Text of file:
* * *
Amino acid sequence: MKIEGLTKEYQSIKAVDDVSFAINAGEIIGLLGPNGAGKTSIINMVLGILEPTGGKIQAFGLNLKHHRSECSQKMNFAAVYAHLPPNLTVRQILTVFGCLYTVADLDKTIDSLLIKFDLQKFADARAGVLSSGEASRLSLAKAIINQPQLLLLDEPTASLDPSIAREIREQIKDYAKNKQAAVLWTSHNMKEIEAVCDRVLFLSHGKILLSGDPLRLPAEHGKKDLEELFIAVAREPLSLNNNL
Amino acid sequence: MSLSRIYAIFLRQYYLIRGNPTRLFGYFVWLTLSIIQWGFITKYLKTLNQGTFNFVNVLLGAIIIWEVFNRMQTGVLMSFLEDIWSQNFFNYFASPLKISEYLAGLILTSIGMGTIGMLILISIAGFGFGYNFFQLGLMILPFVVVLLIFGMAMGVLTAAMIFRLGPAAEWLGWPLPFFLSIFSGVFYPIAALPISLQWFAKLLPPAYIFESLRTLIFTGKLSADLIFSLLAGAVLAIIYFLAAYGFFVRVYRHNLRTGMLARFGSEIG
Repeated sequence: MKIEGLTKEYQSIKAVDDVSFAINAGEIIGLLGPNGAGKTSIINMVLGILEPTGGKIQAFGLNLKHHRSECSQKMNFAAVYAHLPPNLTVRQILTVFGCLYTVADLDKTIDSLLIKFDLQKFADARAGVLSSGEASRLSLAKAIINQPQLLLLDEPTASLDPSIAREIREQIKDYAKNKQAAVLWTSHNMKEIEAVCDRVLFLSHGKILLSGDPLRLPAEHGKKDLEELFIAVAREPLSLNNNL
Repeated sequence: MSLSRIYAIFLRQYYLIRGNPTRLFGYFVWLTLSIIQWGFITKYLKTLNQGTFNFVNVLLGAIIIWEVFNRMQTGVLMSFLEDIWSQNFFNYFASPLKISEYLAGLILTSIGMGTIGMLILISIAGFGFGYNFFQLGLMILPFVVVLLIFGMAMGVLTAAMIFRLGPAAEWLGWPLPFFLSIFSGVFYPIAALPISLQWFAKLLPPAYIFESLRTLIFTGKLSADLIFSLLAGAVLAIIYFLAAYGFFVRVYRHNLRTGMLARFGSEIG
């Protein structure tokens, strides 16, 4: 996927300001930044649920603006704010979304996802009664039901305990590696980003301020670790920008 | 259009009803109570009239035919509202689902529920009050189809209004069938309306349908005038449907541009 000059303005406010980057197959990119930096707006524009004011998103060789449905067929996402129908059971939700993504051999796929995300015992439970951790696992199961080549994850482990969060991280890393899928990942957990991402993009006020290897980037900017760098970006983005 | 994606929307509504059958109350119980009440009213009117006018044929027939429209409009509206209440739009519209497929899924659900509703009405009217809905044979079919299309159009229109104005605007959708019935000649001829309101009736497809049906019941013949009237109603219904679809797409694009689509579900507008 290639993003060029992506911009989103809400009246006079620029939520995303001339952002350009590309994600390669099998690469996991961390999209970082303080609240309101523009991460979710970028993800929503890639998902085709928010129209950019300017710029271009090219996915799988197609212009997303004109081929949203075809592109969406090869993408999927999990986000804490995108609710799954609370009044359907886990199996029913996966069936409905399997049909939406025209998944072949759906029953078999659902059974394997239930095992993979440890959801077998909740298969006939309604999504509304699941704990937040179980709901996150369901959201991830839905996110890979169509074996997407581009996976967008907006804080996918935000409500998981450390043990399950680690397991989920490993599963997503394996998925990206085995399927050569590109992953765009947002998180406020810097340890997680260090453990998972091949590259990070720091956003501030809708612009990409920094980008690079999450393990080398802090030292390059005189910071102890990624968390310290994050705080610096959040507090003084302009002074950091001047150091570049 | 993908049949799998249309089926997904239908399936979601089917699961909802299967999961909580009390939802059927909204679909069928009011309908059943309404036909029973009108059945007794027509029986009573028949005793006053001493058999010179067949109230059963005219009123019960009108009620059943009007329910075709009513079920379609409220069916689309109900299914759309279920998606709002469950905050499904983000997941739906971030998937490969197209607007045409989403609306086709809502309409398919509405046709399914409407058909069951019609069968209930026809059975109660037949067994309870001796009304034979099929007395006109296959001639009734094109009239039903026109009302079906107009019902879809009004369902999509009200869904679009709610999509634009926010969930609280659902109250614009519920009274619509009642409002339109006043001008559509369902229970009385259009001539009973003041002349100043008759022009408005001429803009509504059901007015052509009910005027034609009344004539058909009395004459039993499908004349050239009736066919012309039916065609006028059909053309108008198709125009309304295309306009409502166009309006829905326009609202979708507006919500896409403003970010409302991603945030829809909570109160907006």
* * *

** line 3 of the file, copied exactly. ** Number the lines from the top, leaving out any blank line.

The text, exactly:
Repeated sequence: MKIEGLTKEYQSIKAVDDVSFAINAGEIIGLLGPNGAGKTSIINMVLGILEPTGGKIQAFGLNLKHHRSECSQKMNFAAVYAHLPPNLTVRQILTVFGCLYTVADLDKTIDSLLIKFDLQKFADARAGVLSSGEASRLSLAKAIINQPQLLLLDEPTASLDPSIAREIREQIKDYAKNKQAAVLWTSHNMKEIEAVCDRVLFLSHGKILLSGDPLRLPAEHGKKDLEELFIAVAREPLSLNNNL